“The Secret in the Pines,” Golf Magazine, May, 2011, p. 95: Whispering Pines Golf Club has a high-profile multimillionaire owner, a commendable philanthropic record, and arguably the best course in all of Texas. So why have you never heard of it?
“Company Man,” Sports Illustrated Golf Plus, March 14, 2011, p. G13: Mike Davis will test his political and people skills as the new executive director of the USGA.
“This Old Course,” Sports Illustrated Golf Plus, Feb. 21, 2011, p. G4. Episode 1: Old Tom’s Ghost Course is coming back to life.
“Golf’s Young Guns Sent a Message at the U.S. Open,” Sports Illustrated Golf Plus, June 22, 2010.
“Hoffmann’s Day in the Sun Crumbles with Quadruple-Bogey on 18th Hole,” Golf.com, June 17, 2010: Oklahoma State star puts three in the water on final hole.
“Frisky Fratelli,” Sports Illustrated Golf Plus, June 14, 2010, p. 42: Bootstrapping their way up the World Ranking, the Molinari Brothers have made it as far as Pebble Beach.
“June Madness,” Sports Illustrated Golf Plus, June 14, 2010, p. 18: After 30 teams were paired down to an elite eight, little Augusta State plowed through match play to stun top-ranked Oklahoma State.
Carne Golf Links report in “Six Irish Modern Classics,” GOLF Magazine, July, 2010, p. 130: Embrace the new on a visit to the Old Country.
“Oldies But Goodies,” Sports Illustrated Golf Plus, May 3, 2010, p. 18: Bob Charles and Gary Player won the money, but the real prize in the Legends’ Demaret Division were old memories relived and new ones created.
“Al Geiberger: ‘Call Me Mr. 2 after Albatross,’ Golf.com, April 20, 2010.
“Mickelson’s Masters Win Completes Role Reversal with Woods,” Golf.com, April 13, 2010: Phil Mickelson and Tiger Woods have switched places.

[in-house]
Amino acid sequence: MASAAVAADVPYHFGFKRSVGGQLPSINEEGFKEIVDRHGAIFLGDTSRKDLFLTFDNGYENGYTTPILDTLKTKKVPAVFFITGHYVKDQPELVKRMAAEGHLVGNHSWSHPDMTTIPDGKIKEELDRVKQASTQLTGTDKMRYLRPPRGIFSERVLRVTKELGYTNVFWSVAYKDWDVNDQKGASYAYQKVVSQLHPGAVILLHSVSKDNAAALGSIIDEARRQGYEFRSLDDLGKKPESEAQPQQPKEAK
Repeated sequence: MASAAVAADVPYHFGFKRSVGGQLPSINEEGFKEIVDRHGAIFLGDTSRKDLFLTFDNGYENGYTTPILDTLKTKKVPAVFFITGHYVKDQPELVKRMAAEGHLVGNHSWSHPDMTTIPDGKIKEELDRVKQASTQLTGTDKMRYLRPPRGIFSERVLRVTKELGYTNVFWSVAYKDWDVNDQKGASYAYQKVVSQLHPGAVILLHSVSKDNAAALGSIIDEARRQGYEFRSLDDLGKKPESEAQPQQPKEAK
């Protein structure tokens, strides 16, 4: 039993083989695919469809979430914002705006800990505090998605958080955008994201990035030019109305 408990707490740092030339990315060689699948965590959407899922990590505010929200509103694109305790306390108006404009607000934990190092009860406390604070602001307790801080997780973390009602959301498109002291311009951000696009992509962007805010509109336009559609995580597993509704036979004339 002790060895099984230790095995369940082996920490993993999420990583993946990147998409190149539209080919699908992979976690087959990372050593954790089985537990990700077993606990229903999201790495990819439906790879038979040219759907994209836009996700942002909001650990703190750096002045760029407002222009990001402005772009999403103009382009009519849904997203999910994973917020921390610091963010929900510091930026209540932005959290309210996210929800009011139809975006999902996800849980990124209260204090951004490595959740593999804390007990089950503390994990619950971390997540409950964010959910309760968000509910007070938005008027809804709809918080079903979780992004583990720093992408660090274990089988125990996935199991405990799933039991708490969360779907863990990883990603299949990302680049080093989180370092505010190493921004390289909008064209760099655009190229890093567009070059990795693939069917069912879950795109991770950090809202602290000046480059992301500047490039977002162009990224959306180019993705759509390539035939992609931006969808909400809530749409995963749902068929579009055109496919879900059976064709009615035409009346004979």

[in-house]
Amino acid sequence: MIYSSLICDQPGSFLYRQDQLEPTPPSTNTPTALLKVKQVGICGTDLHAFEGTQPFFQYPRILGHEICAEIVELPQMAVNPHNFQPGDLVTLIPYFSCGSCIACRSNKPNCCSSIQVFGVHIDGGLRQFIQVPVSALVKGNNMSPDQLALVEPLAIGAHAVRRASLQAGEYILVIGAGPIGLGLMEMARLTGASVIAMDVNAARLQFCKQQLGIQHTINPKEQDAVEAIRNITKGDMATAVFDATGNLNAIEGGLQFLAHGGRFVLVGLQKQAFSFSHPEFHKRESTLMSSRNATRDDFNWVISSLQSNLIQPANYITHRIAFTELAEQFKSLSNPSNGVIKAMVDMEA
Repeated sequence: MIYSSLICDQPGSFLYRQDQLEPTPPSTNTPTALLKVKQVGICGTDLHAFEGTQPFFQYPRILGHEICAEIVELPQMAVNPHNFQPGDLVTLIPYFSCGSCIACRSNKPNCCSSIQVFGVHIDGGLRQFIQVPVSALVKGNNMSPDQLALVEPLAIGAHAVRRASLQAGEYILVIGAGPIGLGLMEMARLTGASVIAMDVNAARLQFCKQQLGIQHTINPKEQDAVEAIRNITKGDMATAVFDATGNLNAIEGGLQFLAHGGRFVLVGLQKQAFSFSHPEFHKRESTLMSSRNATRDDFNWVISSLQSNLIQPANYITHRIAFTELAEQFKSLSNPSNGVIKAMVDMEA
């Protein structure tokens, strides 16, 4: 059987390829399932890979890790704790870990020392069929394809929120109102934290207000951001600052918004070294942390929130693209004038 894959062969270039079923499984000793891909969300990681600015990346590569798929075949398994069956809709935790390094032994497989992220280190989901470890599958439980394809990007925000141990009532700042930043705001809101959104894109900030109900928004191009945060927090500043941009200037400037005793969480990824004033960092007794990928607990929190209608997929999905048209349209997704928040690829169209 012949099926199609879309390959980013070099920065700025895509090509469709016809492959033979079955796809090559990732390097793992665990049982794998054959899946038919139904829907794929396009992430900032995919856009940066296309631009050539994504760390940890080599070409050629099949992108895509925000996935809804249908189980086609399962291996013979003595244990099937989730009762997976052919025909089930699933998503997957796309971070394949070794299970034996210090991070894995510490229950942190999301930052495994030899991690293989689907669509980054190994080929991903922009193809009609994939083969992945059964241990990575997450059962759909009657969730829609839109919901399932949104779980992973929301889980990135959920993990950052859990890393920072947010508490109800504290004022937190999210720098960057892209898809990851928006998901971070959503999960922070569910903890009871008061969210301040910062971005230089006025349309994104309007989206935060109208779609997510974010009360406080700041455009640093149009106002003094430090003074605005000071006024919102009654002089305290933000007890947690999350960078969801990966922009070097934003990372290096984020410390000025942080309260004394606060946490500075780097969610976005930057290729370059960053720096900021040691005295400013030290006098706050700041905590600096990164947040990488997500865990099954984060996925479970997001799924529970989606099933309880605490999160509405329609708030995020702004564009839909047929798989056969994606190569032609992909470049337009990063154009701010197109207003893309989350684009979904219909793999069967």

“The Best Damn Open Ever!”, GOLF Magazine, June, 2010, p. 116: Fifty years ago, Ben Hogan, Arnold Palmer and a 20-year-old Jack Nicklaus waged a U.S. Open battle so wrought with drama, suspense, and story lies that is hasn’t been matched.
“Tiger Woods Looks Like He’s Swinging Well, But …”, Golf.com, April 9, 2010: … but the numbers tell a different story.
“Seo Good, So Sad,” Sports Illustrated Golf Plus, April 5, 2010, p.18: Sponsor’s invitee Hee Kyung Seo was a runaway winner at the inaugural KIA Classic, but what would an LPGA event be without a little rules controversy involving Michelle Wie?
“Back to the Drawing Board,” GOLF Magazine, Feb. 2010, p. 70: Add the Gilded Age of golf course design to the long list of recession victims. Top architects are trying to find new and innovative ways to stay viable.
Askernish Old chapter in Chris Santella’s Fifty More Places to Play Golf Before You Die(Stewart, Tabori & Chang, 2009): “Back in 1990, John Garrity experienced the thrill of discovery in a very profound way, uncovering an 1891 Old Tom Morris design on the isolated Scottish island of South Uist. The course, Askernish, had not simply eluded American visitors. It had literally been lost to the ages! ….”
Spread #74, “Golf Books,” in The Final Four of Everything, edited by Mark Reiter and Richard Sandomir (Simon & Schuster, 2009): “Golf writers turn out distinguished prose, George Plimpton said, because their attempts to play the game lead to ‘the state of contained melancholy that so often produces first-rate writing.’ ….” So who wins? Dan Jenkins? Michael Murphy?
“In the Beginning: A History of the New Richmond Golf Club,” by John B. “Jack” Garrity, Travel + Leisure Golf, October, 2007: A father recalls how golf came to a small Wisconsin town in the 1920s; a son (naturally) critiques and corrects. (Note: View the on-line version for graphics only; the imbedded annotations do not display properly.)